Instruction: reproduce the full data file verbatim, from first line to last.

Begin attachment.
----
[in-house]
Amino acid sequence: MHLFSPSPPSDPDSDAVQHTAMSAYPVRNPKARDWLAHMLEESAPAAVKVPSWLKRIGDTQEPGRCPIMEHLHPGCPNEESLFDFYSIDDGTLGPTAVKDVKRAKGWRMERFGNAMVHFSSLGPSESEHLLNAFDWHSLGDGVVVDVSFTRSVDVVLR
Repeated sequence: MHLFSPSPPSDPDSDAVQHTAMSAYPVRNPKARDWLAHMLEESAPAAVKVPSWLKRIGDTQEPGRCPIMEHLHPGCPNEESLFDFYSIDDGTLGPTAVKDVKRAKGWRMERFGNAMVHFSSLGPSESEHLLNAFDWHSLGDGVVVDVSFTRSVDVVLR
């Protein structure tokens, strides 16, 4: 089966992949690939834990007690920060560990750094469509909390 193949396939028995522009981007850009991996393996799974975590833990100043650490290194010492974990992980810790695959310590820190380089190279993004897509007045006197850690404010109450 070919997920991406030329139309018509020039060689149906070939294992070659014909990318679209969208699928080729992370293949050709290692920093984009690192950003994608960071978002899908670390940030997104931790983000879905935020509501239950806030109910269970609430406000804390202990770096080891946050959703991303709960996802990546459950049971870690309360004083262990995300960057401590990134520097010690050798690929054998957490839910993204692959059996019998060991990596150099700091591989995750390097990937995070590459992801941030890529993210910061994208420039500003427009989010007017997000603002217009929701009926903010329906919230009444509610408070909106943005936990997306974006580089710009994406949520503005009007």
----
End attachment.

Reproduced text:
[in-house]
Amino acid sequence: MHLFSPSPPSDPDSDAVQHTAMSAYPVRNPKARDWLAHMLEESAPAAVKVPSWLKRIGDTQEPGRCPIMEHLHPGCPNEESLFDFYSIDDGTLGPTAVKDVKRAKGWRMERFGNAMVHFSSLGPSESEHLLNAFDWHSLGDGVVVDVSFTRSVDVVLR
Repeated sequence: MHLFSPSPPSDPDSDAVQHTAMSAYPVRNPKARDWLAHMLEESAPAAVKVPSWLKRIGDTQEPGRCPIMEHLHPGCPNEESLFDFYSIDDGTLGPTAVKDVKRAKGWRMERFGNAMVHFSSLGPSESEHLLNAFDWHSLGDGVVVDVSFTRSVDVVLR
């Protein structure tokens, strides 16, 4: 089966992949690939834990007690920060560990750094469509909390 193949396939028995522009981007850009991996393996799974975590833990100043650490290194010492974990992980810790695959310590820190380089190279993004897509007045006197850690404010109450 070919997920991406030329139309018509020039060689149906070939294992070659014909990318679209969208699928080729992370293949050709290692920093984009690192950003994608960071978002899908670390940030997104931790983000879905935020509501239950806030109910269970609430406000804390202990770096080891946050959703991303709960996802990546459950049971870690309360004083262990995300960057401590990134520097010690050798690929054998957490839910993204692959059996019998060991990596150099700091591989995750390097990937995070590459992801941030890529993210910061994208420039500003427009989010007017997000603002217009929701009926903010329906919230009444509610408070909106943005936990997306974006580089710009994406949520503005009007």